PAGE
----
Why you should get a standing desk (Part 1).
Standing Desk Product Recommendations:
1) Desk: I have the adjustable height Dual Kangaroo from Ergo Desktop ($599) – made in USA. There are dozens of brands and types of desks out there. When narrowing down my choices in February 2013, I considered the Ergotron Workfit which is a mount, but in the end I chose the more portable Kangaroo, which sits on top of my regular desk. It required less hardware and work/drilling holes in the wall.
The Dual Kangaroo is great for a laptop and monitor setup or for two monitors. Be sure to use the included stability leg to reduce wobbling. (The attentive Ergo Desktop customer care team actually tweeted me this tip after noticing this picture I posted of the desk sans leg.) The obvious benefit of an adjustable height desk is that it allows for postural changes throughout the day. There are times you’ll want to sit – that’s okay. I rarely lower my desk but it’s nice to have the option.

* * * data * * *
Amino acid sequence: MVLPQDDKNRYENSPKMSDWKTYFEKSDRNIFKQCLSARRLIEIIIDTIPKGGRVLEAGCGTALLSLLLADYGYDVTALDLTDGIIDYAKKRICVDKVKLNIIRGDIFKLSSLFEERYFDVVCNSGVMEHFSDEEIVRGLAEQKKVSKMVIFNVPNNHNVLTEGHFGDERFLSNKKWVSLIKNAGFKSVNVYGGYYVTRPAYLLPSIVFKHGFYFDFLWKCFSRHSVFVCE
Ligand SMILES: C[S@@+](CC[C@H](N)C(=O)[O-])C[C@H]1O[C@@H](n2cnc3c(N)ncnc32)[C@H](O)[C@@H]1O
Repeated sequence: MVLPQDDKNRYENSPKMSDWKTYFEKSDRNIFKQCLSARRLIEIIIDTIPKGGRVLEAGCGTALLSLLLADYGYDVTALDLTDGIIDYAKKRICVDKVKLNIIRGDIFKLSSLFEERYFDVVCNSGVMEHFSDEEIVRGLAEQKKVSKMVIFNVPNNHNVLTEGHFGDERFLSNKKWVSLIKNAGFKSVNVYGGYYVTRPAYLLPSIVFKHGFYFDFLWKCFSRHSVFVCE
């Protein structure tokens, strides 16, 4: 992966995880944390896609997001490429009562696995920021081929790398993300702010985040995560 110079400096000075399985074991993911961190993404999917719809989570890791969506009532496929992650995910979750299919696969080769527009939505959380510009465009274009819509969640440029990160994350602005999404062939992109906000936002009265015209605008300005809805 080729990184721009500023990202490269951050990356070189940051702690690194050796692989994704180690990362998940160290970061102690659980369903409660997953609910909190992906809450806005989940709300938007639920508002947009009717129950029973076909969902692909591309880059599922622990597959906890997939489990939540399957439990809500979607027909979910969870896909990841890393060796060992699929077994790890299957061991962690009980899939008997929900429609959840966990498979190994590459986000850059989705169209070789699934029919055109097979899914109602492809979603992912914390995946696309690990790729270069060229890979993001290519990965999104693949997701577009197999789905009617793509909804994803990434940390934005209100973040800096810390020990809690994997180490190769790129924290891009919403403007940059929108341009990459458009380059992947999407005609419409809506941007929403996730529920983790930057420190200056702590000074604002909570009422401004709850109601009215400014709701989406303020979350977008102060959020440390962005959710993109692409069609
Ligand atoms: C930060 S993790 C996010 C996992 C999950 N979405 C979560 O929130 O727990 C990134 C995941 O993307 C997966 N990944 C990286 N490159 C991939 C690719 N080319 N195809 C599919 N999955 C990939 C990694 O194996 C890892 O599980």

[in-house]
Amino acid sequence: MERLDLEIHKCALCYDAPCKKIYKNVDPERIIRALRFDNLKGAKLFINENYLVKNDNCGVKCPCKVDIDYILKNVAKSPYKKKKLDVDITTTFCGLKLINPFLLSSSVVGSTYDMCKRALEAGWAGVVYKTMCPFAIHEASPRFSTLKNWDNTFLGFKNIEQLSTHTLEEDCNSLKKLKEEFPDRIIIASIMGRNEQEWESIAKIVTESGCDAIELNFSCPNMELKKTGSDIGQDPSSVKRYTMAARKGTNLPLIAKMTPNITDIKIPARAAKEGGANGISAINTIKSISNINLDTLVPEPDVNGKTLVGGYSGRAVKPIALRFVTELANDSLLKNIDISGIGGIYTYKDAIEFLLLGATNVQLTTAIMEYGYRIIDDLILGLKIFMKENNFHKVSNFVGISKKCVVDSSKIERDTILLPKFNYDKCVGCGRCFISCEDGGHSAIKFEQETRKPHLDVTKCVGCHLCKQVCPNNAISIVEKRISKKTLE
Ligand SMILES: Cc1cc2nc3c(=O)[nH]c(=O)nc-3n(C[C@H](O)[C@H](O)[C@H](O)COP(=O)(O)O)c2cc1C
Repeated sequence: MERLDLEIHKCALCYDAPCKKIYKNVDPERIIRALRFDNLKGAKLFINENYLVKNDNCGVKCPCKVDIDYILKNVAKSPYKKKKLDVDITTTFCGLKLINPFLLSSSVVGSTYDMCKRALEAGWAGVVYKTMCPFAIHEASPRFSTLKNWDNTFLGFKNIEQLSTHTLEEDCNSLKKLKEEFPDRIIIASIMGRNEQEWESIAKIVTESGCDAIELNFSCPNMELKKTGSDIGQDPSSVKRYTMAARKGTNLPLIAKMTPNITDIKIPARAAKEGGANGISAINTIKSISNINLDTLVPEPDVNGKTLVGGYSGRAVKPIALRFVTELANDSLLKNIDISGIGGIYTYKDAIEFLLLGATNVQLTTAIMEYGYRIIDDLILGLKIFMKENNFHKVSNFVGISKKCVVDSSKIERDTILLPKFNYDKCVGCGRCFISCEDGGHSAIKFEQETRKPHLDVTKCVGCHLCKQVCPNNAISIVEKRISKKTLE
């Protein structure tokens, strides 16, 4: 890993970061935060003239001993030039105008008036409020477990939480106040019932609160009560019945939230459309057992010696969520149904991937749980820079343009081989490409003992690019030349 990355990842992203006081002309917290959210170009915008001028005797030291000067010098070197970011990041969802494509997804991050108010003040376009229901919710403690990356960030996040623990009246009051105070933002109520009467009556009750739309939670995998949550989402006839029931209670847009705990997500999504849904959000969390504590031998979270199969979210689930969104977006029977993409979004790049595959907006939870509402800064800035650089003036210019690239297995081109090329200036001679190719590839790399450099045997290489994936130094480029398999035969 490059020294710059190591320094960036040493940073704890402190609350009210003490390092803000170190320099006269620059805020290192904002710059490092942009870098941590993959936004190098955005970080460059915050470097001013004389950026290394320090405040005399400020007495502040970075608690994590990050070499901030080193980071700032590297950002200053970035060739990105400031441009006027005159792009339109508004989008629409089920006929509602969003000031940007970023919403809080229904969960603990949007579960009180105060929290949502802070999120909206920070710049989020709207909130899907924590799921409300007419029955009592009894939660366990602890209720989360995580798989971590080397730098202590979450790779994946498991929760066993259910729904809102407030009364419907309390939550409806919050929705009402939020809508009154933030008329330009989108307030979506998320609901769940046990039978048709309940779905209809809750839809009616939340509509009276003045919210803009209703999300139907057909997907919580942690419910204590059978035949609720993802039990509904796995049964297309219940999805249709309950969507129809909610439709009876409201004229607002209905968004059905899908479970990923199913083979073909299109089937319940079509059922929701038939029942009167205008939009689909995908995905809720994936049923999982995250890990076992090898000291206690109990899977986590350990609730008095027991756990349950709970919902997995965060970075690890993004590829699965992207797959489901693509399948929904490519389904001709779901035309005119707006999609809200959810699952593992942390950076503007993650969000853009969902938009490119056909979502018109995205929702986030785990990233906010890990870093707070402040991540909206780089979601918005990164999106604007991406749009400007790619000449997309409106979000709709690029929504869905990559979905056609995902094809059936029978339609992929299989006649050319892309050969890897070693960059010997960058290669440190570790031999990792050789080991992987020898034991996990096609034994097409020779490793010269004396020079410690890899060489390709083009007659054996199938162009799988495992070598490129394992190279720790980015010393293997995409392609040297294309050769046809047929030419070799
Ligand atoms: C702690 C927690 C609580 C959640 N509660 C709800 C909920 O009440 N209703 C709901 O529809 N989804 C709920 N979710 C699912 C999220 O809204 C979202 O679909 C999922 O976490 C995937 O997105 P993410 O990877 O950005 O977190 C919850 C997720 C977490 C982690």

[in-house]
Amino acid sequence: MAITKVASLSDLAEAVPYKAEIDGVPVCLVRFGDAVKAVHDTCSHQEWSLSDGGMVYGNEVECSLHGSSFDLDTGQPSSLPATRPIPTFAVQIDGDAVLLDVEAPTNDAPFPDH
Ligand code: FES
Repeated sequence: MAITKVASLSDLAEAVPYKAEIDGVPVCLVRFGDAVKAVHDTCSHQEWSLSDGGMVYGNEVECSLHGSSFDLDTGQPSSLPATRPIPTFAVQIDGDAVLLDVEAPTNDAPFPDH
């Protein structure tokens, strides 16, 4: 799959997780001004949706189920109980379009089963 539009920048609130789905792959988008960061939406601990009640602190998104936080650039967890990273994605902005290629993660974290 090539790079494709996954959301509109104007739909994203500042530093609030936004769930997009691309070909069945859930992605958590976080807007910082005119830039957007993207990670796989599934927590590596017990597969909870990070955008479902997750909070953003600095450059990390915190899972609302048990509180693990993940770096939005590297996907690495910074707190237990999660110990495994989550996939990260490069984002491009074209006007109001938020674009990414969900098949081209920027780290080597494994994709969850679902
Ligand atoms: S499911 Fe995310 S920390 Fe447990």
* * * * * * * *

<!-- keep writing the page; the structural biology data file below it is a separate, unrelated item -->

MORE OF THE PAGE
Kangaroo and similar brands like VARIDESK, UpLift and Ergo Depot have models for different laptop/computer combinations. thehumansolution.com has a good selection of well-priced desks and free shipping over $85. (The Human Solution also accepts BitCoin because they are awesome.) A coworker recently ordered the Kangaroo Pro (mount style) for a single monitor (the Pro Junior is good for smaller monitors) – well done, RD! Some Kangaroo desks use VESA mounts for your monitor while others use shelves (what I have and prefer for its flexibility).
- Explanation of the differences
- Tool to assist with measurements for your standing desk